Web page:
Fvdm reacted to quang in SYLDAVIAN P.11C. The final cut!
Now that the camouflage's done, it's time to reveal the true identity of our P.11.
It's a plane of the 1st Royal Brigade of the Syldavian Air Force based in Sbrodj at the time of the Kropow incident in October 1938.
As every fan of the Tintin series of comic books would tell you, Syldavia, nicknamed the Kingdom of the Black Pelican, is a country in the Balkan peninsula region. Syldavia has always had an uneasy relationship with neighbouring country Borduria.
For a fictional country created by the Belgian Hergé, author of the Tintin books, the kingdom of Syldavia has struck the imagination of millions readers and has been the object of numerous expertises concerning its geography, politics and even linguistics. You can find them HERE and HERE. And it's only the tip of the iceberg.
So I started working on the Syldavian markings. The national emblem was no problem: a black pelikan on a yellow ground. I added a numeral 5 in a vague cyrillic style to soften up the Germanic camouflage and give the plane a Balkanic vibe. The gold painted crown denotes the Royal Brigade, an elite force of 6 aircraft devoted to the protection of King Muskar VIII. The white stripes on the tail are victory markers against Bordurian Heinkel 51s.
I'd like to thank Andrew from the What-If Modelers forum whom I met while searching the subject and who sent me his vector files for the Syldavian markings,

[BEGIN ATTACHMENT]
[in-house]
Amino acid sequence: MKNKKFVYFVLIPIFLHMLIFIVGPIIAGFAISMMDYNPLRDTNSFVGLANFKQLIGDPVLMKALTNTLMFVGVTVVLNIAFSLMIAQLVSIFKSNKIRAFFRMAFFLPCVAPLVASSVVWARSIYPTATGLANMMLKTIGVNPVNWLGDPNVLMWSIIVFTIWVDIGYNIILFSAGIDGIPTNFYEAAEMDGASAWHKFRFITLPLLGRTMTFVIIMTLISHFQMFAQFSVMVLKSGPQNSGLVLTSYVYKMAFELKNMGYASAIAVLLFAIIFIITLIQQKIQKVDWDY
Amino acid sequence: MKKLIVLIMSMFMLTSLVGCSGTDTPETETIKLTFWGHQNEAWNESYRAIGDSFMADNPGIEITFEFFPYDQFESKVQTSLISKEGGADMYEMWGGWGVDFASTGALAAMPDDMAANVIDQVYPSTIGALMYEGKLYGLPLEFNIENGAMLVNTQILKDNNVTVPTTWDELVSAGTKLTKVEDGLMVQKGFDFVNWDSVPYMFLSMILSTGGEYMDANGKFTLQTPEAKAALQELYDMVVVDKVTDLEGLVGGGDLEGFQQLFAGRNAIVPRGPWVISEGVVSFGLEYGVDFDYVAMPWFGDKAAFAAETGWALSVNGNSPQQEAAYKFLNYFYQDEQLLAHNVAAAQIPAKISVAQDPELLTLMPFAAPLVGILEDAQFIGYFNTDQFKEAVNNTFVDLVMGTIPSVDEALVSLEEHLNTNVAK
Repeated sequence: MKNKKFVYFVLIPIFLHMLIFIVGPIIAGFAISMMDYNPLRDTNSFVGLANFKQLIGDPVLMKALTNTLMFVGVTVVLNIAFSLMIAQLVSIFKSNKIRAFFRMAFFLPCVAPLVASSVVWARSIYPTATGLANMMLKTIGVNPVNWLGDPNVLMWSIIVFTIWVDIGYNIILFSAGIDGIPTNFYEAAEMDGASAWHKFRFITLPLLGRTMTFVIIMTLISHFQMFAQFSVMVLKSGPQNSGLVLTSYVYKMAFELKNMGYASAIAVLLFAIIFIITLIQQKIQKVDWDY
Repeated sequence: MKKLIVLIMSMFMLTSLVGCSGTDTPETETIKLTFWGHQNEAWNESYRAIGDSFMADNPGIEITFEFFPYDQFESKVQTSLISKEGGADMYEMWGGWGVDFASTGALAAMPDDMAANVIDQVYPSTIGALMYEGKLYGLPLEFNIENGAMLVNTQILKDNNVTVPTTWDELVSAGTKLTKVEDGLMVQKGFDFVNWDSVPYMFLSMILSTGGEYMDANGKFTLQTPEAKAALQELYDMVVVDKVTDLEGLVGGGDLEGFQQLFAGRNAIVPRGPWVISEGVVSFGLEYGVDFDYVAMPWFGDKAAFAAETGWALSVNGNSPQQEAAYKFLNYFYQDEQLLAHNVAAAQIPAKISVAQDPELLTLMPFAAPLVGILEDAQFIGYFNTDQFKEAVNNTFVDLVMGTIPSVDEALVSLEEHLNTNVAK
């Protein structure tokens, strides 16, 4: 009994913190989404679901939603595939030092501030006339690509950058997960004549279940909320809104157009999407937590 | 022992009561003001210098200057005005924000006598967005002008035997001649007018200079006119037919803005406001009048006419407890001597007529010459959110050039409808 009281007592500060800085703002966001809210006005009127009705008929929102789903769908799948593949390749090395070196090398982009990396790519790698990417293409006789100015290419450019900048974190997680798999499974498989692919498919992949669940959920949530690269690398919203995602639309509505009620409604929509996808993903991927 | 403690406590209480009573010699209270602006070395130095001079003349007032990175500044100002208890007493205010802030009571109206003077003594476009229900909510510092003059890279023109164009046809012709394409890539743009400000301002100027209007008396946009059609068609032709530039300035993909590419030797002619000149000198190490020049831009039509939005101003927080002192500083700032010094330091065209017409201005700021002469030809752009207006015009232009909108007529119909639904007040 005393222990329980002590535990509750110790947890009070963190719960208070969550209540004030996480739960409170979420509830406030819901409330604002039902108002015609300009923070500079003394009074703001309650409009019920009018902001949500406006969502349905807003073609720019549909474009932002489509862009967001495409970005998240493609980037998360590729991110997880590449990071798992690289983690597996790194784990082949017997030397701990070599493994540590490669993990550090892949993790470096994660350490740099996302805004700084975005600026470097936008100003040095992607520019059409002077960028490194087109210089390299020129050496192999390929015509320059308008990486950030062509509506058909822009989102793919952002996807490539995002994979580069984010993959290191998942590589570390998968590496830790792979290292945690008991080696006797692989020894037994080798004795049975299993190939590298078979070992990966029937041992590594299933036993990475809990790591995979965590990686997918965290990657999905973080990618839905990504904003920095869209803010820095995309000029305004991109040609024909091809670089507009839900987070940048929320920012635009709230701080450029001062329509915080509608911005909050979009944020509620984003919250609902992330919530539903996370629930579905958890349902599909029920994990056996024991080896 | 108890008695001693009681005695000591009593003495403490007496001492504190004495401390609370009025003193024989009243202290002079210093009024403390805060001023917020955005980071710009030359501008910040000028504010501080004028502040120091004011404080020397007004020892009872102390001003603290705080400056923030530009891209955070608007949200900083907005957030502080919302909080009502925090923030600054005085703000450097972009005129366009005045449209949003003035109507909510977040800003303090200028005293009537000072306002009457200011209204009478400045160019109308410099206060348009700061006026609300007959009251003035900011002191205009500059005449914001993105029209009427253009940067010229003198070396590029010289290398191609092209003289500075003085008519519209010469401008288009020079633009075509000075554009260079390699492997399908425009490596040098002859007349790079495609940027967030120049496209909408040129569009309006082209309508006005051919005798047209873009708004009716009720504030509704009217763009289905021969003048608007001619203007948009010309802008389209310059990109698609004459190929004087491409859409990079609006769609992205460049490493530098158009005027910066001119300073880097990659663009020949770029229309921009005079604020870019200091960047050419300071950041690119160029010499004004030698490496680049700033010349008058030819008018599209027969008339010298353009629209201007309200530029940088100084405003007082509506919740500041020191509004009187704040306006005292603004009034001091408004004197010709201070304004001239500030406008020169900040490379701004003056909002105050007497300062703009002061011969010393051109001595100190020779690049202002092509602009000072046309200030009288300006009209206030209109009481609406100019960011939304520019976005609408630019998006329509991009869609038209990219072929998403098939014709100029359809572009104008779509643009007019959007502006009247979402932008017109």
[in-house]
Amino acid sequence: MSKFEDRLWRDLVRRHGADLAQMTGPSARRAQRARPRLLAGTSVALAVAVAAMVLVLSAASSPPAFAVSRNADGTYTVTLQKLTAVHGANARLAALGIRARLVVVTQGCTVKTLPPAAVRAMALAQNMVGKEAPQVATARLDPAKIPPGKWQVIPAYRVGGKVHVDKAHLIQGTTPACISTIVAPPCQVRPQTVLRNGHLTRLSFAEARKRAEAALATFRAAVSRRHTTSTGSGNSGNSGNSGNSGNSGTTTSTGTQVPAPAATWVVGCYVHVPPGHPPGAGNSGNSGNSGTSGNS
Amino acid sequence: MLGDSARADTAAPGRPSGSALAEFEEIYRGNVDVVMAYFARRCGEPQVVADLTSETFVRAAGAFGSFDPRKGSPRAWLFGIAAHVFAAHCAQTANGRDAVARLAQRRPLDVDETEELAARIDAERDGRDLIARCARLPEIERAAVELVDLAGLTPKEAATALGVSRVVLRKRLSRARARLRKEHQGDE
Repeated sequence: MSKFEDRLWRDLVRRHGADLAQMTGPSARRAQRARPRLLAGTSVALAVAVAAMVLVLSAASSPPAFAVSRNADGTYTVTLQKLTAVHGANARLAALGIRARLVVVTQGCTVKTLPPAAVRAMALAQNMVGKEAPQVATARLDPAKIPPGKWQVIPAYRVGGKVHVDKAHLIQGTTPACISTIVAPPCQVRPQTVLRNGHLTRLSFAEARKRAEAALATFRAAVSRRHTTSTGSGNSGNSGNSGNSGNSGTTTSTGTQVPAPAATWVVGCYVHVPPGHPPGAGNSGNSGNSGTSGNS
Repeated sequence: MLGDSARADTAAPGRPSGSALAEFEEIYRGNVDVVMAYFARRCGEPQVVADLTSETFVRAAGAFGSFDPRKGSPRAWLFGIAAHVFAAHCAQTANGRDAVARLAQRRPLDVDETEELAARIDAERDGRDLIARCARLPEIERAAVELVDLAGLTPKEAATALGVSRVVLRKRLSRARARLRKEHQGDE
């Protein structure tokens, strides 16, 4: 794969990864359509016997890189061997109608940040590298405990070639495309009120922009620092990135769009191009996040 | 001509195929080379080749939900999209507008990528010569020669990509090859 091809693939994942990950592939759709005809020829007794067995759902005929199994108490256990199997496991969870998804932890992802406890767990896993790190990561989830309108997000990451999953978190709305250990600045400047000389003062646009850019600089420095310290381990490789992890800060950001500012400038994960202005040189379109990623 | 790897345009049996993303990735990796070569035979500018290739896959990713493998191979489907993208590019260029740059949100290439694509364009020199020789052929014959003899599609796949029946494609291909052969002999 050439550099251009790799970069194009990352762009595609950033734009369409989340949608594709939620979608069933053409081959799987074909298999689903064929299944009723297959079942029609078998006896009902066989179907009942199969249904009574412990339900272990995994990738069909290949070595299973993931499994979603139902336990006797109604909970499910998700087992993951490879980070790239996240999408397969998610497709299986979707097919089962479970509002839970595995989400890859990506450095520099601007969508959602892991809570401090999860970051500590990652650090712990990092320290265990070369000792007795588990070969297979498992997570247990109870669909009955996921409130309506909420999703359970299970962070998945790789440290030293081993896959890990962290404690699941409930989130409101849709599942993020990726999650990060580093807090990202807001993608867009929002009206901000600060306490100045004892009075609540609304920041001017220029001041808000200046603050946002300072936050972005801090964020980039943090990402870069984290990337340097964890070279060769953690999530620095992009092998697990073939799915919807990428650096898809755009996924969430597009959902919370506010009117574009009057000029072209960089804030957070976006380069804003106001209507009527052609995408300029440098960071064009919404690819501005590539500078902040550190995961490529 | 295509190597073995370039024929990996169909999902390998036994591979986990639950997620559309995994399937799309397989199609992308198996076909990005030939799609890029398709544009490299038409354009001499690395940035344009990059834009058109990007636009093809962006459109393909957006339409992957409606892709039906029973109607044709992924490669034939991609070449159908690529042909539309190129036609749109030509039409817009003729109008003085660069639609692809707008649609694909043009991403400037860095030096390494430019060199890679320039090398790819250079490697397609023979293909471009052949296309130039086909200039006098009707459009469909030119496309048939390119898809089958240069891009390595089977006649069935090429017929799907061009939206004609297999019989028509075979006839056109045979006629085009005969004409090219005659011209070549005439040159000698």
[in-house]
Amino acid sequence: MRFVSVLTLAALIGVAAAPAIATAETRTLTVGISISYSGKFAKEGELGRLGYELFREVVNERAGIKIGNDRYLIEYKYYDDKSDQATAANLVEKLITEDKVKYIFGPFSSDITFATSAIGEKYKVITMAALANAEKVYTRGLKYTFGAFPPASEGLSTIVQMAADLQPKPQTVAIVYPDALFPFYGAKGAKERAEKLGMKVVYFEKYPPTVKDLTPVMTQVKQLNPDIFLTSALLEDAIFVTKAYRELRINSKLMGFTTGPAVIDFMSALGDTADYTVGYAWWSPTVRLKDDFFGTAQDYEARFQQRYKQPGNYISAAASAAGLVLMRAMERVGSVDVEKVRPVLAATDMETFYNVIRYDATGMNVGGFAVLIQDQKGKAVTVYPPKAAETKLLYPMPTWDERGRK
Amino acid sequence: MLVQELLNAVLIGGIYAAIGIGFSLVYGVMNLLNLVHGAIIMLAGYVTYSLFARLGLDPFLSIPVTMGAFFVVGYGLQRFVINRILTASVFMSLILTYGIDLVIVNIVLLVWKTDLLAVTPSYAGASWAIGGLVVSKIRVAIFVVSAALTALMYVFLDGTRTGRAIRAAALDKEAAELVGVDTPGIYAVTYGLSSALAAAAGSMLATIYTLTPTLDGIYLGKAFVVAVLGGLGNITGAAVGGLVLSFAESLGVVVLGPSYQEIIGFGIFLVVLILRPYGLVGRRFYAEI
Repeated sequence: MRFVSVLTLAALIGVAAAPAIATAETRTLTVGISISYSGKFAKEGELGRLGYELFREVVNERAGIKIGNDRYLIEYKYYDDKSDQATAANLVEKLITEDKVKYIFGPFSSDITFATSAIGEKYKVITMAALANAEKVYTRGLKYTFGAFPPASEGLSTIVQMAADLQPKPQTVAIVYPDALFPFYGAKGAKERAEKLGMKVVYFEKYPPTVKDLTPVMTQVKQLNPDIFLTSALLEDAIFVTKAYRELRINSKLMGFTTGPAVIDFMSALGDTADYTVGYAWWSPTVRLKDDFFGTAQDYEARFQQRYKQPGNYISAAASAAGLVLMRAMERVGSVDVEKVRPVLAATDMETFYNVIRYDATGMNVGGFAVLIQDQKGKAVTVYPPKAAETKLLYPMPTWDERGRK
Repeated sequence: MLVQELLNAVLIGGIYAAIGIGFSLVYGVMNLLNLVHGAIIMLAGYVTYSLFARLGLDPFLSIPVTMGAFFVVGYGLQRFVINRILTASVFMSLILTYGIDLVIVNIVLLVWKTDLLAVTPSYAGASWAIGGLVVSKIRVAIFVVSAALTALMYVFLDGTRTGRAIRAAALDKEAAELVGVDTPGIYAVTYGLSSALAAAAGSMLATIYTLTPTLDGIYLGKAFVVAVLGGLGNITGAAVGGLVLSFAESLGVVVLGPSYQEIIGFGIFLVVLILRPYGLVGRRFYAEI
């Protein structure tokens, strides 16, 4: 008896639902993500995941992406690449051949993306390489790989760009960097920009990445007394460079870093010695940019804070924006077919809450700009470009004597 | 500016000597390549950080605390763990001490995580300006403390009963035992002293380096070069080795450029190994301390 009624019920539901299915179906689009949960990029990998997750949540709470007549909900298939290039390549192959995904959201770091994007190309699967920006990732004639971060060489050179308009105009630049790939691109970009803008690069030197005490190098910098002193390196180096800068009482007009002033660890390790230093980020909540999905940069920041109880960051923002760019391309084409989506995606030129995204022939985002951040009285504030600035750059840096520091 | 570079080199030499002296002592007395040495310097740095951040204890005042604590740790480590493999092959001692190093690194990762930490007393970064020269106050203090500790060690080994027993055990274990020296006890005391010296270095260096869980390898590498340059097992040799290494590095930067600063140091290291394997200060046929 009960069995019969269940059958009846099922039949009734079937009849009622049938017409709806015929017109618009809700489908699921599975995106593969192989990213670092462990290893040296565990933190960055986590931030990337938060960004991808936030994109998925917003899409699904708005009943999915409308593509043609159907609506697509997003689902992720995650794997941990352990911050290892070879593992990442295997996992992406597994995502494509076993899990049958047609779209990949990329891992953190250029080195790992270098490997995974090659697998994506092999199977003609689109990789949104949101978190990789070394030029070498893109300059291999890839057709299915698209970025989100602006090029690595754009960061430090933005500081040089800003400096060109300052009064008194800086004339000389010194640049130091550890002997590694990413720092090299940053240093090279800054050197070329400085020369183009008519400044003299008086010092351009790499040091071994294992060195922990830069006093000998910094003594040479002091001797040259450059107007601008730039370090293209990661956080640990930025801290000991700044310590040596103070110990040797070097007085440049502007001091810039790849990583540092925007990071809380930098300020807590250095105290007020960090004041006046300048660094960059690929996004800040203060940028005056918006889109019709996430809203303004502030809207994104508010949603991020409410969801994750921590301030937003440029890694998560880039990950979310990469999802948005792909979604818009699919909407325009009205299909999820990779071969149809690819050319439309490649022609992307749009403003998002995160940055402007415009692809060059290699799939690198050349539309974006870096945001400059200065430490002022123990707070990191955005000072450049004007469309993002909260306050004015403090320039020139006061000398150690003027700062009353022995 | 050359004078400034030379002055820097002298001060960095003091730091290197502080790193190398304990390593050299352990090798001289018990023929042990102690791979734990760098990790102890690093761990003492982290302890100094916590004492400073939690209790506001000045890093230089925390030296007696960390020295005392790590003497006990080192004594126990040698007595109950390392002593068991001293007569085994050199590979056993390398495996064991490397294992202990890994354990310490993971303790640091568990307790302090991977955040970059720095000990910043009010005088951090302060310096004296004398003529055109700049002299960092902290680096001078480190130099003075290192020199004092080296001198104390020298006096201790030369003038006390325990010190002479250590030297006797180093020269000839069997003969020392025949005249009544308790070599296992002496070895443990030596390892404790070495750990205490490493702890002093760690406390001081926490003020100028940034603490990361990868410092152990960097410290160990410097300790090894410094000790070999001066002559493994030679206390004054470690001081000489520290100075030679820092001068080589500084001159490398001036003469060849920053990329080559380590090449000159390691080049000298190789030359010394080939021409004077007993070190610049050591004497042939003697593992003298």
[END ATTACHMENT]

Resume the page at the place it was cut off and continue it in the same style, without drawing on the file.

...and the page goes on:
My ever resourceful friend Max/Mozart which provided me with the masks – no, not those –
And Marc my old IPMS buddy who offers his assistance.
The model is not finished yet. Still have some small details and slight weathering to add.
See you next time,
Fvdm reacted to John1 in Forgotten War Mustang
So Butchie is done and on the shelf. Although a good amount of $ was sunk into this project, if you factor in the months of enjoyment (most of the time) that I got out of this project, it was very cost-effective (again, this is what I keep telling my wife)! I have to say, I think I was spoiled by the Tamiya Corsair I built before this. It was a much more straightforward build. The Mustang has too many toy-like features (retractable landing gear, movable flaps and control surfaces, etc.). that make the build unnecessarily involved. That being said, the quality and detailing of the kit are indisputably some of the best in the modeling world. I was also very happy with the Barracuda cockpit decals, I wish they would offer these for every 32nd scale kit! Also, props to Fundekals and Print to Scale for their very nice decal sheets. Lastly, a major thank you to Dennis7423 for graciously supply the HVAR's. I wouldn't have been able to complete this build without these. Here are some final pictures and when I get around to it, I'll do a RFI.
Last note - a sincere thank you to 2nd LT John Irwin who, during his assignment to the 2nd ID for two years as a Forward Observer, would have probably have been calling in Butchie for close air support. You are not forgotten!
Thanks for looking!
Fvdm reacted to turbo in Matchbox 1/32 Bf109E-3 Resurrection
So we've got the basic camo on. It's clear from the reference photos that the mottling was painted around existing insignia, so they're the next thing to go on in the painting sequence. I'm using Montex masks which I transfer in their entirety from the backing sheet to the model using Cricut Transfer Tape. As it's easy to stretch or distort vinyl masks during handling, I find this method helps keep everything in proper shape and register. Here's the sequence for a balkenkreuz on the lower wing. The entire mask is positioned on the airframe using marker lines as guides.
The mask elements for the white parts are weeded and placed on the backing sheet. The same white mix used for the nose and wing tips is then sprayed,